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Hot Topic: On Zimmerman, a clash of opinions

The Monitor continues to hear from readers about the George Zimmerman trial. Here’s a sampling of local opinion:

Impeach him

A few days ago our president felt compelled again to speak about the death of Trayvon Martin. It didn’t surprise me, since he spoke about it shortly after this tragedy took place, saying: “If I had a son, he’d look like Trayvon.”

Keep in mind, he didn’t have all the facts; all he knew was what was being reported by the news media, and we all know how fact-minded they are. It also didn’t surprise me that he showed up for this so-called unplanned news conference to push his anti-gun agenda.

The president said perhaps if things were the other way around and Trayvon Martin had killed George Zimmerman, he wonders if the jury would have made the same judgment. That is a racist statement. It is racist for a president to pass judgment only because this young man was black. Can’t help but wonder if it was the other way around, whether he would say anything about it at all. The president talked about what he went through as a young black male; what does that have to do with the outcome of Zimmerman’s trial? This president is an embarrassment to this country and should be impeached!



Zimmerman is no hero

I am a left-of-center independent who believes that George Zimmerman was overcharged and should have been found not guilty of second-degree murder. I believe the left-leaning media were guilty of hyping the case without enough facts. However, this does not make Zimmerman a hero in any sense of the word.

He was not serving his community but serving his own ego when he abandoned his role as a neighborhood watchman to play the role of a police officer. Not content with alerting the police and letting them do their job in a professional manner, this rank amateur stumbled into a situation with his gun ready to fire. Folks with Zimmerman’s mentality do not make the community safer. They make it far more dangerous for themselves and others. We have all learned since childhood that we do not have the right to take the law into our own hands when the police have been alerted and are on their way. Using deadly force requires judgement and training and should be left to professionals whenever possible. Failing to do so is immoral and criminally negligent.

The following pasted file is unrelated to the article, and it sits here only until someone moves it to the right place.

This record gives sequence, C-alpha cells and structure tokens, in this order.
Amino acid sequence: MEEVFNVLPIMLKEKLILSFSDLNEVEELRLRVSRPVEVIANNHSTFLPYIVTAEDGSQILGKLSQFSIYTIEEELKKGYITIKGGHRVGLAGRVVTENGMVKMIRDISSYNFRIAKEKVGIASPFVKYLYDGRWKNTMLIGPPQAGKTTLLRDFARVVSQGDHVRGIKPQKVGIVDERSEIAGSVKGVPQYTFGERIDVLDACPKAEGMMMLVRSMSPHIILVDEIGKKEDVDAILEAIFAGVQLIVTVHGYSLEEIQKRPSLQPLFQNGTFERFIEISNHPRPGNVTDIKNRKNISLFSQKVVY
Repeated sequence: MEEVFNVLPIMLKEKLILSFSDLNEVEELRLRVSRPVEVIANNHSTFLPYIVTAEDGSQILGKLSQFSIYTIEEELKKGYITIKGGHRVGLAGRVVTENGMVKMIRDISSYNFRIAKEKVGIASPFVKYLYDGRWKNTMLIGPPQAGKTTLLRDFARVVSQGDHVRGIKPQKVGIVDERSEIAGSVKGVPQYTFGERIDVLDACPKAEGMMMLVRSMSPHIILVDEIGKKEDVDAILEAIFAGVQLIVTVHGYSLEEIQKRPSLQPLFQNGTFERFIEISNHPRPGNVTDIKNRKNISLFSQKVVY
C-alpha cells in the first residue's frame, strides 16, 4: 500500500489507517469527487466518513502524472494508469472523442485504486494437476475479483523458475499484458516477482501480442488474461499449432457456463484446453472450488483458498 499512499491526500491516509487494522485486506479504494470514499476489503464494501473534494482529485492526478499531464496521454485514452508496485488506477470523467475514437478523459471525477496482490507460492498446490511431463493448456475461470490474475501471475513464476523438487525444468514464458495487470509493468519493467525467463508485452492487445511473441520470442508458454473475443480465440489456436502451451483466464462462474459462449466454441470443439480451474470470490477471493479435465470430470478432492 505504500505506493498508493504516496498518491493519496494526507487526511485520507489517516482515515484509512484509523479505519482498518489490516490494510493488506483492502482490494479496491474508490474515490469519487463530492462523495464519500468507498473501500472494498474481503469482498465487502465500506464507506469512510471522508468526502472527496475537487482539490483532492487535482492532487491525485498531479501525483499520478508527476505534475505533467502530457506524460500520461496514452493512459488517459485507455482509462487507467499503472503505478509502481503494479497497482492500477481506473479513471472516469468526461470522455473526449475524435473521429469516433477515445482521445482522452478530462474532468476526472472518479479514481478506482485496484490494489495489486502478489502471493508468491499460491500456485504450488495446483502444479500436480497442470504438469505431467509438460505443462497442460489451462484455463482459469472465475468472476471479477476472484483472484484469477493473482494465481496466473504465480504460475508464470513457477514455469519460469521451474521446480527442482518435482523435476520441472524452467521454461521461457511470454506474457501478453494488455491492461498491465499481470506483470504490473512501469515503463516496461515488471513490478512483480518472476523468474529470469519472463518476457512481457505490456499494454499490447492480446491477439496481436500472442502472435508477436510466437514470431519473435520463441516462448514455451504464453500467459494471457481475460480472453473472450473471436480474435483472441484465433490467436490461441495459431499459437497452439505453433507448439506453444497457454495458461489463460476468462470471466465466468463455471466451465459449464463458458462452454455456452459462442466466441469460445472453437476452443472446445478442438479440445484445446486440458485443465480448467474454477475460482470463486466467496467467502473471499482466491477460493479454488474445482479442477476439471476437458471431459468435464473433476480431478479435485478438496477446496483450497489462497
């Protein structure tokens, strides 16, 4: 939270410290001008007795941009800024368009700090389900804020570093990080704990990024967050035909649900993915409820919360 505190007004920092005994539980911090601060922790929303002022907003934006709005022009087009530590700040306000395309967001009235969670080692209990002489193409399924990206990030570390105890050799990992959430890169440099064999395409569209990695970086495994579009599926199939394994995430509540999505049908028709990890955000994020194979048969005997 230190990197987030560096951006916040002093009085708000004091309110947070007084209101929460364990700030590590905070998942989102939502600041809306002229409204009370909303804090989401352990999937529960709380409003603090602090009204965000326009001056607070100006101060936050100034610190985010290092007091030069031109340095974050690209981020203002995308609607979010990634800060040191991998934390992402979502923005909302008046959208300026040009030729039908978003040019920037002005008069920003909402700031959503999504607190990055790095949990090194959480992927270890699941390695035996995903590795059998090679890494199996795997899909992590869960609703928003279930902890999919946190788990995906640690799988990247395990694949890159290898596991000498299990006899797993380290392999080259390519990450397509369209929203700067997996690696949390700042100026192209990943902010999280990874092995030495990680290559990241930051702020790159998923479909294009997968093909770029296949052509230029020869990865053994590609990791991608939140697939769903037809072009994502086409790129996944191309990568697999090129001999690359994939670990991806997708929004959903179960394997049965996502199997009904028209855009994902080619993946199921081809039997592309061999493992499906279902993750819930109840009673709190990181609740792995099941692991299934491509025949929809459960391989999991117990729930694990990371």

Lose the demagoguery

While the news cycle has shifted from the government scandals to the Martin/Zimmerman trial and then to the birth of a new prince in Britain, those scandals are still there and are of far greater importance than the temporary distractions taking the spotlight.

The Zimmerman case did, however, relate to them because it became apparent early on how members of this administration practice the politics of division. They attempt to divide the nation by race, class, gender and any wedge issue they can find or invent. We are more divided now then any time I can remember since the 1960s. Progressives keep saying we need to have national conversations about this issue or that but, when a subject is brought up, such as race relations, progressives are not willing to engage in anything other then blaming whites, the banks or Wall Street for the problems of the black communities. Why? Are they so afraid of not being politically correct enough that they refuse to even acknowledge many of the problems that plague minorities?

The worst of these plagues is the narrative that whites are to blame for every ill that befalls blacks. There is a denial among progressives, for instance, to recognize that 90 percent of the murders of blacks is by blacks, yet they allow people like Al Sharpton to define the issue as he did with the Duke lacrosse team and most recently the Martin/Zimmerman case. As long as progressives follow this path, nothing will improve or change. Encouraging political pressure groups can only lead to greater division.

We need to reject the Sharptons of the world and recognize that no problem is one-sided. So, by all means, let’s have a national conversation but without the demagoguery, please.



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